Can data be neutral? //This Side of Reality

I very much enjoyed being part of the live podcast This Side of Reality in October, but was too busy to update the blog. Tanya (DR TANYA KANT, Lecturer in Media and Cultural Studies, University of Sussex), Chris (CHRIS MIDDLETON, Journalist / Author / Robotics Expert / MusicianandCJ had all interesting insights to share, and it was great to be on the panel for this episode (episode 3: Can Data be Neutral?). We discussed various matters around data and discrimination and I also had a chance to present the Critical Data Literacy project.
You can now listen to the edited podcast (and of course share if you’d like) on iTunesTotallyRadio and SoundCloud.

Brighton Digital Festival explores the unexpected realities of digital culture in a new live podcast. Hosted by CJ Thorpe at 68 Middle Street. Broadcast live from the event on TotallyRadio DAB and totallyradio.com.

12 Oct – Episode 3: Can Data Be Neutral?

We think of data as science – indisputable collection of facts.

With machine learning taking over important aspects of our lives, we need to ask: can data ever be neutral? Are we running risks of automating existing biases and prejudice into our digital future?

From big data being used to determine employability, insurance, and criminal convictions, to personalised search results and newsfeeds stifling learning and democracy – we talk about the politics and ethics of data and machine learning.

 

 

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Critical Data Literacy, Creative Media and Social Equality Research project

buttons-19755_640 copyMy new research project is about to start (once a Research Assistant joins me: see job ad here). I have become very interested lately in what can constitute the principles of a critical data literacy that is central for citizen engagement. Big data are everywhere, and they are transforming the way we live. But making sense of data and communicating in ways that are relevant to broad audiences and for the social good requires the skills and literacy to access, analyse and interpret them. My new University of Brighton research project addresses the need to develop practices that allow citizens to work with data, to make data more relevant and appealing to communities, and enable their engagement in policy debates. Instead then of focusing on enhancing data analysis and technical skills, I am interested to explore how a combination of creative media, storytelling and analytics allows participants to generate debates around specific issues that affect their communities.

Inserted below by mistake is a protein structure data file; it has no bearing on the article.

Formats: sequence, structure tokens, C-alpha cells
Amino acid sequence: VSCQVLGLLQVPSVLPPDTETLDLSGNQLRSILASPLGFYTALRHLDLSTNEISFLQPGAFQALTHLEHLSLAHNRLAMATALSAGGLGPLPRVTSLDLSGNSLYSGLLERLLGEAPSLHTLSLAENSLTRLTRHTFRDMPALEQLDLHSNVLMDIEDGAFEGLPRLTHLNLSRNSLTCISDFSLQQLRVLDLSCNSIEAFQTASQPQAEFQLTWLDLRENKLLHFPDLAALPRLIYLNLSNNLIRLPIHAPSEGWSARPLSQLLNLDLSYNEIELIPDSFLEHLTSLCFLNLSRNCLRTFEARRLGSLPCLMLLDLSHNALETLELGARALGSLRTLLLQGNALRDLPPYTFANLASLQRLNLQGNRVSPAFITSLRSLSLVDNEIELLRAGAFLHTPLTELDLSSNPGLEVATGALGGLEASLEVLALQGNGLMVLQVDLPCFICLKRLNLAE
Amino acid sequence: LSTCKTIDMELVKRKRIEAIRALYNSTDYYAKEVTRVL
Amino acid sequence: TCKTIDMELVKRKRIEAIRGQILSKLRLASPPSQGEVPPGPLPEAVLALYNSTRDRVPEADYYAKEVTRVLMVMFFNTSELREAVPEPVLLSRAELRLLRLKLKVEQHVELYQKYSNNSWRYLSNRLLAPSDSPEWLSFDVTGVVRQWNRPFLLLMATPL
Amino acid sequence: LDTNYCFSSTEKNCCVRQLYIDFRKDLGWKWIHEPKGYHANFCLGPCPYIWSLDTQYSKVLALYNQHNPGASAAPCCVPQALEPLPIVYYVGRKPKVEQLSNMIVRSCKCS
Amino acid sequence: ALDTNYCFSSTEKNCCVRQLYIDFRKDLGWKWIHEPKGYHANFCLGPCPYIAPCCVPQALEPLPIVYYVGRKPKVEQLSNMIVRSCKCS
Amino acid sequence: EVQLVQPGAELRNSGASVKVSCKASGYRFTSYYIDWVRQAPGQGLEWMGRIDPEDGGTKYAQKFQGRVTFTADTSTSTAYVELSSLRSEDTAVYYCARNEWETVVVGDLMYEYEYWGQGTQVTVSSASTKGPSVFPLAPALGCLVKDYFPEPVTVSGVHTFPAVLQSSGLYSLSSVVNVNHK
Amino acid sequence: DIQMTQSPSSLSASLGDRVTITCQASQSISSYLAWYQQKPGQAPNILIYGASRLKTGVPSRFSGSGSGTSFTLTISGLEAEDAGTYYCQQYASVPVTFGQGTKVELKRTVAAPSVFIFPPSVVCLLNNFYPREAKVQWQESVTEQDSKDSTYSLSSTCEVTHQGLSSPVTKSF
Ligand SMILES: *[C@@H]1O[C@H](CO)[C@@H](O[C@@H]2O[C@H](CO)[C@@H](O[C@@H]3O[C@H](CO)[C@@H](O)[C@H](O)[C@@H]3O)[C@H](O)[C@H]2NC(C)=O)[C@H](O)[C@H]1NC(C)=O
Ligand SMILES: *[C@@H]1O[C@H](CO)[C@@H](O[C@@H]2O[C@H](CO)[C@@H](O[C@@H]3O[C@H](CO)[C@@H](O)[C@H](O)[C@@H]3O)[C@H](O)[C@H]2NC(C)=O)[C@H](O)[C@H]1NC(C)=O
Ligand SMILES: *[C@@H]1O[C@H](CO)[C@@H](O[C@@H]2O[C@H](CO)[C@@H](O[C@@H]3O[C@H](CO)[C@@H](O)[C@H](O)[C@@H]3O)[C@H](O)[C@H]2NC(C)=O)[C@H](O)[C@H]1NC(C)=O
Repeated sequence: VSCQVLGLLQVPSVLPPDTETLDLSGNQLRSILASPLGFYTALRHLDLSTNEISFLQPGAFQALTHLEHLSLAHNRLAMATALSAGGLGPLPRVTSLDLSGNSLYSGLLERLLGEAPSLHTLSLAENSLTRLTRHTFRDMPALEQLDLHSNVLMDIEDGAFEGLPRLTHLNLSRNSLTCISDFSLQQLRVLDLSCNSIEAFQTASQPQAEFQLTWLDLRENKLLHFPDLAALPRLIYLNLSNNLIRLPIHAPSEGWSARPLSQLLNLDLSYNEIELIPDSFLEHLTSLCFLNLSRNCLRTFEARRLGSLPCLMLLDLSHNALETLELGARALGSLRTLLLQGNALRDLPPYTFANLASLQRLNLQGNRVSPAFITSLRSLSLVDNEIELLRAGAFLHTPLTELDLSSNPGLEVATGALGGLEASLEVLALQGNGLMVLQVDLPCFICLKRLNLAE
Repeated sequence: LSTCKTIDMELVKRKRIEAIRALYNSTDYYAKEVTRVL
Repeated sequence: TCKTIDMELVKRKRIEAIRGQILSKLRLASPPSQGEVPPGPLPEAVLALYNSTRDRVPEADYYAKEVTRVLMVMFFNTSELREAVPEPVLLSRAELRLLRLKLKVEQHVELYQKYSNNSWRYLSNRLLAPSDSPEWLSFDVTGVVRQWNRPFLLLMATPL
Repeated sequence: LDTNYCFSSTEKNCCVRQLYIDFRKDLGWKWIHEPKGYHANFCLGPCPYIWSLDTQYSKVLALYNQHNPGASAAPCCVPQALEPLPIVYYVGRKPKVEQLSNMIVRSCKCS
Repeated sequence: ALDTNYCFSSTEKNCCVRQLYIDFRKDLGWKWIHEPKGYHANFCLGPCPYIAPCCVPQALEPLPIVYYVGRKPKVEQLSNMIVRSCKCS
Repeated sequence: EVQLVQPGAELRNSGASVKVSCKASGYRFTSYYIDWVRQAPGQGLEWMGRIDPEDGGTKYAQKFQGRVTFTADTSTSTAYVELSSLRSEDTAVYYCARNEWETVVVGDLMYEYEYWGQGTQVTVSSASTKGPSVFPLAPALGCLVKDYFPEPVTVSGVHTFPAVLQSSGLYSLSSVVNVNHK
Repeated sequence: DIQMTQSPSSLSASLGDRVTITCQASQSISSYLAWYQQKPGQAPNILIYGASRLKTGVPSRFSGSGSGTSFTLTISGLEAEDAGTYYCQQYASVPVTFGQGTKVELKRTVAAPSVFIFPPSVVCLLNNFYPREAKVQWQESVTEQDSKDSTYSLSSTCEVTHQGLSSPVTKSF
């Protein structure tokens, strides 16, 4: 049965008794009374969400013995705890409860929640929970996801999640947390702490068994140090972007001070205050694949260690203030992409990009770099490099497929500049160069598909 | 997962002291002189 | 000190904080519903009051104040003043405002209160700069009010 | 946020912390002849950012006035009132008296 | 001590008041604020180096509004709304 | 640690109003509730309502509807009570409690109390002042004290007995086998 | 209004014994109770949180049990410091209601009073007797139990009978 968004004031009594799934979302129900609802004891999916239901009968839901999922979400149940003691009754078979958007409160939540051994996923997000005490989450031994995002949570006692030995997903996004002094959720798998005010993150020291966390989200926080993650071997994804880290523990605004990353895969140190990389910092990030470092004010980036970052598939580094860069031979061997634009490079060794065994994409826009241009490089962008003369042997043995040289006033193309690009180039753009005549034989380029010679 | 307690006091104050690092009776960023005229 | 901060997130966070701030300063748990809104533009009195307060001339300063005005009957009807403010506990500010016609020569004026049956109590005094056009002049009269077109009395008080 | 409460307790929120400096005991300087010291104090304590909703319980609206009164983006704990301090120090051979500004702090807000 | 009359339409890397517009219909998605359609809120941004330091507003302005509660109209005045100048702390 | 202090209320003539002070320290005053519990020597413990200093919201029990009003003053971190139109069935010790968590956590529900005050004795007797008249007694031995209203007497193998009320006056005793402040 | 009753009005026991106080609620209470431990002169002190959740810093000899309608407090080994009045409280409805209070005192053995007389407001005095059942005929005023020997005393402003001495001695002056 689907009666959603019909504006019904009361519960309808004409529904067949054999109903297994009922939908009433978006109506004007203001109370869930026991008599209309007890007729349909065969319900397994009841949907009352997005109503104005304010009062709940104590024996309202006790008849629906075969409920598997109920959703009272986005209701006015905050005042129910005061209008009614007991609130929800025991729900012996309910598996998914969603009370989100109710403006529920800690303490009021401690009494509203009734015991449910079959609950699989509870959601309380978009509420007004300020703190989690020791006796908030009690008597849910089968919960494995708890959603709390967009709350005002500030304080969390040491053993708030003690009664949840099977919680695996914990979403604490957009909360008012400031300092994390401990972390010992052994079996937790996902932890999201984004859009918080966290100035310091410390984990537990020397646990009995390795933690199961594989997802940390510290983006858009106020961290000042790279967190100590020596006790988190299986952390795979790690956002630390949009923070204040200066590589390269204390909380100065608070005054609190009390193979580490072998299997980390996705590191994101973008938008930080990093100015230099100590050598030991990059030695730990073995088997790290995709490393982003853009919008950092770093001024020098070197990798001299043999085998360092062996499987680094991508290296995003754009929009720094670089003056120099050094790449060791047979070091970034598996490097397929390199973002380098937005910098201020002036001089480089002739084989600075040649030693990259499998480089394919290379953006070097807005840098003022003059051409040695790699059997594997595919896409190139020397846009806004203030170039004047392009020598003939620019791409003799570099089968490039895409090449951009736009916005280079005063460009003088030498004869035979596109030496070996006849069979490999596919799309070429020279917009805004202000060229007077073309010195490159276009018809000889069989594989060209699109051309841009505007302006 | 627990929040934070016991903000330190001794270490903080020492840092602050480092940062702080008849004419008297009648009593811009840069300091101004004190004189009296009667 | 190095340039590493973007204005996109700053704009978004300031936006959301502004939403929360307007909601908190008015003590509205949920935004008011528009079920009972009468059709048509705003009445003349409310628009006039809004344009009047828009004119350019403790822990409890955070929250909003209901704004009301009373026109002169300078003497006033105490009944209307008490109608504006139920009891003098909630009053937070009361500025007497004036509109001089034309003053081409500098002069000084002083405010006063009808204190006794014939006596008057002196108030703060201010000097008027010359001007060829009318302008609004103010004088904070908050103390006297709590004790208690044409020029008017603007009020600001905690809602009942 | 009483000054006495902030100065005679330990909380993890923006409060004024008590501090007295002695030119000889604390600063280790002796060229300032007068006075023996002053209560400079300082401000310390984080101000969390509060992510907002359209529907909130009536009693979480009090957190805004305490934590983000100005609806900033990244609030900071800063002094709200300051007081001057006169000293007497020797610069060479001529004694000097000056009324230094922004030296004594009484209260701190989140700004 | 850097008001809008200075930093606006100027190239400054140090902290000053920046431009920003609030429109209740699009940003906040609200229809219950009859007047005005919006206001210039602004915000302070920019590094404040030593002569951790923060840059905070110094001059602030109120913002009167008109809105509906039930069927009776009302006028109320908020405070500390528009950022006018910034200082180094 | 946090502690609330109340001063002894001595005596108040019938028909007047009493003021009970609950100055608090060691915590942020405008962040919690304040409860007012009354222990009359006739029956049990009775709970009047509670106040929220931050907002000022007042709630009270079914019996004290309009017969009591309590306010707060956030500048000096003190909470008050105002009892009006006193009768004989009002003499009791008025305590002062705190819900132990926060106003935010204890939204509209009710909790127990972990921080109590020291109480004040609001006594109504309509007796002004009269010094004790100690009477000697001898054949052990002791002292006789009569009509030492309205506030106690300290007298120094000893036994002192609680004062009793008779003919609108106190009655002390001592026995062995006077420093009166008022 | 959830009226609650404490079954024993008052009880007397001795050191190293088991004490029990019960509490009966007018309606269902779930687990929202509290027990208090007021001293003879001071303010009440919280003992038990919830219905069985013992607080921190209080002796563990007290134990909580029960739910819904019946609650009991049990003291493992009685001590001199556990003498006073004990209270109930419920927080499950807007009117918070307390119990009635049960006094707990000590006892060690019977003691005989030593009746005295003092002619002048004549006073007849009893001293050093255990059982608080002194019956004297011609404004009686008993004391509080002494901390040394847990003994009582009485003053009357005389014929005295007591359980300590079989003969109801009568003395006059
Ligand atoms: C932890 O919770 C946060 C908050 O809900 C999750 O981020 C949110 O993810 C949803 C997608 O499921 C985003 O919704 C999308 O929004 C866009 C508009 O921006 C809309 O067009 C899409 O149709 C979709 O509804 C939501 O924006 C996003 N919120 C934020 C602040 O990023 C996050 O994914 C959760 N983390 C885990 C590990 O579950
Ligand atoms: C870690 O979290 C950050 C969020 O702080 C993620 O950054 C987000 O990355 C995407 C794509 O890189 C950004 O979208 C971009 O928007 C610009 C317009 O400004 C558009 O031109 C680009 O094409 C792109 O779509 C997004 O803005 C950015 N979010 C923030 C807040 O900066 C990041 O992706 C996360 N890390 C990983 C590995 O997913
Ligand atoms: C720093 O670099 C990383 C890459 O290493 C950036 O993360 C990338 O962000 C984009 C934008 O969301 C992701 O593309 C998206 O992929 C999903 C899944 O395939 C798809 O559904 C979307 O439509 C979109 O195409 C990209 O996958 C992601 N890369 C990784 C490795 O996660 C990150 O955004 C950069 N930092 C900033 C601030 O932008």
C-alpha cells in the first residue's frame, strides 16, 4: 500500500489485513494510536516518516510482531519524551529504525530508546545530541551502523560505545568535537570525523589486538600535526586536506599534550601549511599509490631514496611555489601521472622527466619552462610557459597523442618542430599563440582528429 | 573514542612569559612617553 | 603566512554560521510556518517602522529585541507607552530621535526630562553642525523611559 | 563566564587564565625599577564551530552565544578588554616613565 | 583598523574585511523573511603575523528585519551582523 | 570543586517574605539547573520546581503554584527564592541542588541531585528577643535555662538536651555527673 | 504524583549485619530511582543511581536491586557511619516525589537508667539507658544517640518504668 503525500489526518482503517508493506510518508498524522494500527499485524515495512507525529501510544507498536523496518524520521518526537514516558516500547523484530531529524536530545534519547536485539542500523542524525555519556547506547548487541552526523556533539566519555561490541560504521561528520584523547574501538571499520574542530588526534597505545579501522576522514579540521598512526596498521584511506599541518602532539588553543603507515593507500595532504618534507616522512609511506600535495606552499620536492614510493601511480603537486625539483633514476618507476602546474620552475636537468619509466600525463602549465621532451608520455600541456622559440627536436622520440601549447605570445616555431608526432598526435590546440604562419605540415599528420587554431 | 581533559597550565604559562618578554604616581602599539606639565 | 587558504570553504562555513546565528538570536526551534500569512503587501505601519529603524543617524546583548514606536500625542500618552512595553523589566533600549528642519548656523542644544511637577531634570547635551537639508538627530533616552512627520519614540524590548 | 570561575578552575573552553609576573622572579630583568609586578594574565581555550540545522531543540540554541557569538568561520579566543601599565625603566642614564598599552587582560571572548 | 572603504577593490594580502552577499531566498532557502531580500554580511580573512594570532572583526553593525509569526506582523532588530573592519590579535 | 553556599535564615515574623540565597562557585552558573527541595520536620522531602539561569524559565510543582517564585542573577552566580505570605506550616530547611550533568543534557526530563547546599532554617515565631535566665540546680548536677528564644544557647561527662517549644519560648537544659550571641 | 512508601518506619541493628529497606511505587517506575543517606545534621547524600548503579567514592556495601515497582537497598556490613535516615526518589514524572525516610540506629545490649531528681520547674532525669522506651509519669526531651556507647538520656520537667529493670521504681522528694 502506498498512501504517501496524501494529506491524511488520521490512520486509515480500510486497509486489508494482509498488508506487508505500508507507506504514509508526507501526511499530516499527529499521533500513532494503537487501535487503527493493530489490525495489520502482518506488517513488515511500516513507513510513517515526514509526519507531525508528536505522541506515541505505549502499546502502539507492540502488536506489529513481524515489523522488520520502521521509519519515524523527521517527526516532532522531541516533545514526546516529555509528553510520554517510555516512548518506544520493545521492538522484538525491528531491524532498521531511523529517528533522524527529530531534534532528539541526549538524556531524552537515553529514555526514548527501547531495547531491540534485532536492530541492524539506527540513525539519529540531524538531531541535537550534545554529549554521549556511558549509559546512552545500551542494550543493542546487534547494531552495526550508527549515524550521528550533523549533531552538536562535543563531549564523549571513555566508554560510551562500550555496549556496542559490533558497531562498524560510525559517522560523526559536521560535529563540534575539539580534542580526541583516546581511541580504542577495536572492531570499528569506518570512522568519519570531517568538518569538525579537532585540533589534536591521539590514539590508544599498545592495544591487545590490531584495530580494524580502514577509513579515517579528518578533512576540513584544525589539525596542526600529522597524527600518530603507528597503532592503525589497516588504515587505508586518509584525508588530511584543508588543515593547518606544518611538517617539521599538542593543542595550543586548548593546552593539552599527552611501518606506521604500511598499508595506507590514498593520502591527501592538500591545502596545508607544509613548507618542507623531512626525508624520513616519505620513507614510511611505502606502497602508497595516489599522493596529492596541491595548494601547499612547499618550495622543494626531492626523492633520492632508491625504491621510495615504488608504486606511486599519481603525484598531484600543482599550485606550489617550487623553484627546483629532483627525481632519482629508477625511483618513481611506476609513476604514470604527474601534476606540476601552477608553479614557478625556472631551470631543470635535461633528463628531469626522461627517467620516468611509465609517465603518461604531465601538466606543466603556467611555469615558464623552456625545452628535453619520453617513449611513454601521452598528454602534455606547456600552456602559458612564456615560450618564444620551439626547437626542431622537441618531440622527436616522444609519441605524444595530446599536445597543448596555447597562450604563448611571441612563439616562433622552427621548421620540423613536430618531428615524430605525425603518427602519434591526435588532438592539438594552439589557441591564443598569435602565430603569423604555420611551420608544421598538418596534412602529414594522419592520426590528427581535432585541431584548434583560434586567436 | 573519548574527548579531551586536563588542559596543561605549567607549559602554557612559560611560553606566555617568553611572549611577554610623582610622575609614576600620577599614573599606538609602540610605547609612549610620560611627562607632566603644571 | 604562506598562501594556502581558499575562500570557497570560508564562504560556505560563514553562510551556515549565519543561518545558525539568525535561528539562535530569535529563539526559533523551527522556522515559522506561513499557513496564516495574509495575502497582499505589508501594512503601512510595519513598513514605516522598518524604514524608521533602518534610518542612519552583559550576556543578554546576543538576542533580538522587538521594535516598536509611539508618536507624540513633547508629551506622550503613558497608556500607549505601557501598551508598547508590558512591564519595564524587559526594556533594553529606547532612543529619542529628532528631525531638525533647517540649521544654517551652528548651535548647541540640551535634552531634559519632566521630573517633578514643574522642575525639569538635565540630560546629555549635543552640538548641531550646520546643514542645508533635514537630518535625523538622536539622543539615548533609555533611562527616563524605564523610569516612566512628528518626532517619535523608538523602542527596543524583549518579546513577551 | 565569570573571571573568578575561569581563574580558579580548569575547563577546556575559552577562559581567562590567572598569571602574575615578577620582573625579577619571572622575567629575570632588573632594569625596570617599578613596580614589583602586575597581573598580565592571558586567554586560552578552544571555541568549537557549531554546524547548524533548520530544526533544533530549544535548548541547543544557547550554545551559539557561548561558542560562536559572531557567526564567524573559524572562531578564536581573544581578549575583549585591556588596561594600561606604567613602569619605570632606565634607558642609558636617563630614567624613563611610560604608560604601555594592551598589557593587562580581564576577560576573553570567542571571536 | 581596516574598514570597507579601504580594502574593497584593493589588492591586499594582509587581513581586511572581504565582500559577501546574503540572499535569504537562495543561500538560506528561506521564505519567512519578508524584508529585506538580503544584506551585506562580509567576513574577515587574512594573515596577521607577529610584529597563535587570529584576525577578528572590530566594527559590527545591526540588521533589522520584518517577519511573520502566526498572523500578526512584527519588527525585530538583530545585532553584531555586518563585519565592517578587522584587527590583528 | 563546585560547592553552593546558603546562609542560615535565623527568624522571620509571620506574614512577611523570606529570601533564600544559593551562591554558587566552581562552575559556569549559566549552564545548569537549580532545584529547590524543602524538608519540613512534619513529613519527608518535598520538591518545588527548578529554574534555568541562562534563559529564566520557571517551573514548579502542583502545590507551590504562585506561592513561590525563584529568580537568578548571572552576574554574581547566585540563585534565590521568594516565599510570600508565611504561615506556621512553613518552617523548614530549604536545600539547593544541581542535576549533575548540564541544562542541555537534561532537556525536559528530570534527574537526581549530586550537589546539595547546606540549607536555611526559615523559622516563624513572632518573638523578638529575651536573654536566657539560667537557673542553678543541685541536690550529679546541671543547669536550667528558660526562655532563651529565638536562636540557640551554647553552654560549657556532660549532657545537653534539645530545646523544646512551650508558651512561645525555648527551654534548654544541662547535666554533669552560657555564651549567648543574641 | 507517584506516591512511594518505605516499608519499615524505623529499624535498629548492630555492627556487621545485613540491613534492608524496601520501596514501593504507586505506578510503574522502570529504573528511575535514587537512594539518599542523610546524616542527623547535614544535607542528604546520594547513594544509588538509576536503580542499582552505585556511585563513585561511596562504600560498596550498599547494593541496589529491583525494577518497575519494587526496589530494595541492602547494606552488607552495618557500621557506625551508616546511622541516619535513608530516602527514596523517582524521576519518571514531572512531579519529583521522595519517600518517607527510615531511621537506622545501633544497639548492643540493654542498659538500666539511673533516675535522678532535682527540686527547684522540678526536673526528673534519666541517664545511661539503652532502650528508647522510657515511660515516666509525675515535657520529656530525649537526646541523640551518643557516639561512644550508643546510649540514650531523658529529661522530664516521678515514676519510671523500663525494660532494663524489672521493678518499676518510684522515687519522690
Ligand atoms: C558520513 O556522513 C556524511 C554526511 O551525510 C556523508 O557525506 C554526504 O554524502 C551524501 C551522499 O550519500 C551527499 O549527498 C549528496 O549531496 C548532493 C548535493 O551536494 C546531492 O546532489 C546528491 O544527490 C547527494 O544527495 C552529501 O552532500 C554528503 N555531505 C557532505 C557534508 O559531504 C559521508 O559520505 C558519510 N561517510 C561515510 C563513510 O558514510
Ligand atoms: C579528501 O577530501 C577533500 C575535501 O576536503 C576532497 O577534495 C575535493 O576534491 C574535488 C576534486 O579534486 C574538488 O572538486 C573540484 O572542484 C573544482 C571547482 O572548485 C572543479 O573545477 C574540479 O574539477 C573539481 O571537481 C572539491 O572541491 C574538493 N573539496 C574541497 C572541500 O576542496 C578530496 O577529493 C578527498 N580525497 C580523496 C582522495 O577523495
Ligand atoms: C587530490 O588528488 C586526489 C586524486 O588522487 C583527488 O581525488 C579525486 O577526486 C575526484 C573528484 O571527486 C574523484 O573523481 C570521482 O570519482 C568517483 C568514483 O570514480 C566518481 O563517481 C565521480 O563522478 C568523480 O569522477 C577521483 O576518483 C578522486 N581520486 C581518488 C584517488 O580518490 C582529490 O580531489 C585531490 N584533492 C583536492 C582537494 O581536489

I will be working with community organisations in the Brighton area, running a Datahub workshop focusing on sexuality/gender as they play out with other social issues, such as poverty, unemployment and housing. For updates see https://criticaldataliteracy.com.

 

 

 

Research and Enterprise Excellence Awards University of Brighton

This summer I was honoured to receive the 2016/2017 University of Brighton Early Career Research & Enterprise Award.  Nominated by the Head of School Helen W Kennedy for my work in digital culture, emerging technologies and social change, I received the award alongside five other awards that went to very inspirational colleagues, such as Professor Marie-Bénédicte Dembour and Jo Wilding for Impact of their examination of the treatment of unaccompanied children seeking asylum in the UK.